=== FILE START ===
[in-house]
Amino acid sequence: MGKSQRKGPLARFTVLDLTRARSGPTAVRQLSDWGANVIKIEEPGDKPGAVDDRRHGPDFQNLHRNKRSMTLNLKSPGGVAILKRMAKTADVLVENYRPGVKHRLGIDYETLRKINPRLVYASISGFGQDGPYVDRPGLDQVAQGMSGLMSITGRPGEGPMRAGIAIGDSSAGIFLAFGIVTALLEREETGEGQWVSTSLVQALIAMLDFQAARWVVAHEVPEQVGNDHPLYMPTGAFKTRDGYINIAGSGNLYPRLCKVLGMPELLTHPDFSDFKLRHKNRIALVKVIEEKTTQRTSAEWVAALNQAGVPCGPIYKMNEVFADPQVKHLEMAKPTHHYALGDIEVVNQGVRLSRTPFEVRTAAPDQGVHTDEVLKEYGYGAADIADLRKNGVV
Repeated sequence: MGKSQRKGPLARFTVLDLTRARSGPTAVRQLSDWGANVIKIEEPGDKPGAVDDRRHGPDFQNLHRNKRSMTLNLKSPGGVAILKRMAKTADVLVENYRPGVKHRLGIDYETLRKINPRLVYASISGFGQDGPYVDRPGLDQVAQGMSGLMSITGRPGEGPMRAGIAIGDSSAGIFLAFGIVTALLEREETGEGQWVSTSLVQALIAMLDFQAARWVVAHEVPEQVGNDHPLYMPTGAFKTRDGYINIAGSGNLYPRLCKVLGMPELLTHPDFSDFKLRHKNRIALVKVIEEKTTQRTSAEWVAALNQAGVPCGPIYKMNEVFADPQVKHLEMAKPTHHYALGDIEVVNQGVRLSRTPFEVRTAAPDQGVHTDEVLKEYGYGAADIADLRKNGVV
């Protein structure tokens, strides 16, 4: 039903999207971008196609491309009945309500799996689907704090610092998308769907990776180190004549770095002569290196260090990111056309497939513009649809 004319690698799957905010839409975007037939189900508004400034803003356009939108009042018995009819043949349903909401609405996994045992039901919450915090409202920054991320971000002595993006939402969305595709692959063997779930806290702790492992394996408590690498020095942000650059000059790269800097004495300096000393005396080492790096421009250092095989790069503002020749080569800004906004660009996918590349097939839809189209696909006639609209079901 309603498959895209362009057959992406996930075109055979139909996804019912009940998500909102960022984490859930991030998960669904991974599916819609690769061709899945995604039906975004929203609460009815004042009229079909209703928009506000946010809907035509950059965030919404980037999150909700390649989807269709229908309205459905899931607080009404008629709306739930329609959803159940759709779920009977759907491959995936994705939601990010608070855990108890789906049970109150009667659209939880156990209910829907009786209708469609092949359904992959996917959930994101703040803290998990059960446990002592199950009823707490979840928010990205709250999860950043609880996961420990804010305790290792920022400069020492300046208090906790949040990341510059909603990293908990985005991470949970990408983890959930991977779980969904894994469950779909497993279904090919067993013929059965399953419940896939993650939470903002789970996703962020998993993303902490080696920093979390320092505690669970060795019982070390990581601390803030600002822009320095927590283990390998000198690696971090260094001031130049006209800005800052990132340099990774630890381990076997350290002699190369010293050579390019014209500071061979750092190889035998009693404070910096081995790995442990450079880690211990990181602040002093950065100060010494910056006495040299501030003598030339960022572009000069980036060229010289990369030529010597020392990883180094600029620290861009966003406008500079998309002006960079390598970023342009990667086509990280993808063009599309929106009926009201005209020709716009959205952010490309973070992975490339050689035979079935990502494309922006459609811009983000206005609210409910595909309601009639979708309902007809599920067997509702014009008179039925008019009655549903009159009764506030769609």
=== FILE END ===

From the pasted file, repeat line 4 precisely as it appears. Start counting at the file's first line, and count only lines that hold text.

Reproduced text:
């Protein structure tokens, strides 16, 4: 039903999207971008196609491309009945309500799996689907704090610092998308769907990776180190004549770095002569290196260090990111056309497939513009649809 004319690698799957905010839409975007037939189900508004400034803003356009939108009042018995009819043949349903909401609405996994045992039901919450915090409202920054991320971000002595993006939402969305595709692959063997779930806290702790492992394996408590690498020095942000650059000059790269800097004495300096000393005396080492790096421009250092095989790069503002020749080569800004906004660009996918590349097939839809189209696909006639609209079901 309603498959895209362009057959992406996930075109055979139909996804019912009940998500909102960022984490859930991030998960669904991974599916819609690769061709899945995604039906975004929203609460009815004042009229079909209703928009506000946010809907035509950059965030919404980037999150909700390649989807269709229908309205459905899931607080009404008629709306739930329609959803159940759709779920009977759907491959995936994705939601990010608070855990108890789906049970109150009667659209939880156990209910829907009786209708469609092949359904992959996917959930994101703040803290998990059960446990002592199950009823707490979840928010990205709250999860950043609880996961420990804010305790290792920022400069020492300046208090906790949040990341510059909603990293908990985005991470949970990408983890959930991977779980969904894994469950779909497993279904090919067993013929059965399953419940896939993650939470903002789970996703962020998993993303902490080696920093979390320092505690669970060795019982070390990581601390803030600002822009320095927590283990390998000198690696971090260094001031130049006209800005800052990132340099990774630890381990076997350290002699190369010293050579390019014209500071061979750092190889035998009693404070910096081995790995442990450079880690211990990181602040002093950065100060010494910056006495040299501030003598030339960022572009000069980036060229010289990369030529010597020392990883180094600029620290861009966003406008500079998309002006960079390598970023342009990667086509990280993808063009599309929106009926009201005209020709716009959205952010490309973070992975490339050689035979079935990502494309922006459609811009983000206005609210409910595909309601009639979708309902007809599920067997509702014009008179039925008019009655549903009159009764506030769609």